- Investors continue to pour capital in private equity firms, which creates operational challenges for CFOs as they seek new ways to support scalable growth
- CFOs note talent management, especially gender and cultural diversity, as a top priority
- Outsourcing is touted as one of the key ways that firms can address margin compression
Private equity chief financial officers (CFOs) reported another year of unprecedented growth of their firms but are still struggling to overcome operational issues that are dramatically eroding their margins, according to the EY 2019 Global Private Equity Survey, How do you see the opportunity in your obstacles?
The sixth annual survey of 103 private equity (PE) CFOs finds that despite great strides in launching new products and investing in technological solutions, expenses continue to grow as fast as assets. The survey also found that while CFOs begin to prioritize the cost-effective and competitive advantage of outsourcing to boost their bottom lines, they are acutely aware of the talent necessary to grow their firms.
“CFOs face different paths for altering their operational infrastructure and achieving sustainable growth,” said Denise Davidson, Associate Partner, Wealth and Asset Management, EY. “Determining the right balance of technology, talent and outsourcing is not a one-size-fits-all approach. While CFOs are divided on which path is the best fit for their aspirational goals, one thing is certain: they must act quickly to achieve a competitive edge.”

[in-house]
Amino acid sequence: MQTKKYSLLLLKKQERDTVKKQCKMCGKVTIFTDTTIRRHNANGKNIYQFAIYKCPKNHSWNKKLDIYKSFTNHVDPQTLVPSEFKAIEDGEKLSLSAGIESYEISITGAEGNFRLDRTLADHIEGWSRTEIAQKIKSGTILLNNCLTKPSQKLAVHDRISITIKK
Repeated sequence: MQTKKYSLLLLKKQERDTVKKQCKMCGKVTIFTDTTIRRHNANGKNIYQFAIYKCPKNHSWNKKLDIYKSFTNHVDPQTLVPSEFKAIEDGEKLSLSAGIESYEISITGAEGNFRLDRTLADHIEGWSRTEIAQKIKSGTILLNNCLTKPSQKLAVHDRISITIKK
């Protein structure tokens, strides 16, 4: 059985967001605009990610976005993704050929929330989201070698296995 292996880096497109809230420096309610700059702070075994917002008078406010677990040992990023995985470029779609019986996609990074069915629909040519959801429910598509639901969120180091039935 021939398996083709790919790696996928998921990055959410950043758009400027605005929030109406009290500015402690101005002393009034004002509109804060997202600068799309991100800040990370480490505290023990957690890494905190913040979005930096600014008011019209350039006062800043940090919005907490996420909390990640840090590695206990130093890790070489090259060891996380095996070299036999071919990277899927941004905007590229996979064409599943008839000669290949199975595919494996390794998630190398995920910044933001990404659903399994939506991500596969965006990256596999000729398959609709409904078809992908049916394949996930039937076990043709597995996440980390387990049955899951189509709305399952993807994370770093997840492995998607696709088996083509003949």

Investors increasingly choose PE investments; CFOs seize momentum to maximize asset growth
Interest in PE is booming, so it is unsurprising that 76% of CFOs said that asset growth is the top priority for their firm. What is shocking is the level of competition that the PE industry poses to hedge funds. Currently, 18% of the typical investor’s alternatives portfolio is made up of traditional PE investments, and nearly 40% of investors expect to allocate more capital to PE firms. Taking advantage of this momentum and displaying optimism, over half of CFOs noted that they expect to raise a new fund in 2019 and 65% expect that the new fund will be larger than their last.
Sensitive to investor preferences regarding traditional alternative asset managers’ offerings, 59% of PE CFOs are responding by launching new strategies, and less than half (41%) are strictly increasing assets in existing strategies. In their quest to grow assets, of those PE CFOs who offer or plan to offer nontraditional products in the next two years, 35% will focus on private credit, and another quarter will focus on products across real estate, real assets and venture capital.
There is a cost in growing assets rapidly, causing margin erosion at many management companies during a period of growth
The pursuit to grow top-line revenue has been plagued by margin erosion. Nearly 40% of CFOs noted that margins have worsened over the past two years, and another third reported that they were unchanged. Only 28% have seen margin improvements. This begs the question: are PE firms doing enough to address gaps in their operational infrastructure to fend off ever-increasing margin pressures? PE firms are looking at a number of areas to reduce costs, with 39% of CFOs listing technology as a high priority in mitigating margin erosion and another 37% aiming to prioritize outsourcing.
CFOs recognize that technology isn’t a short-term fix and understand the long-term benefit for their digital future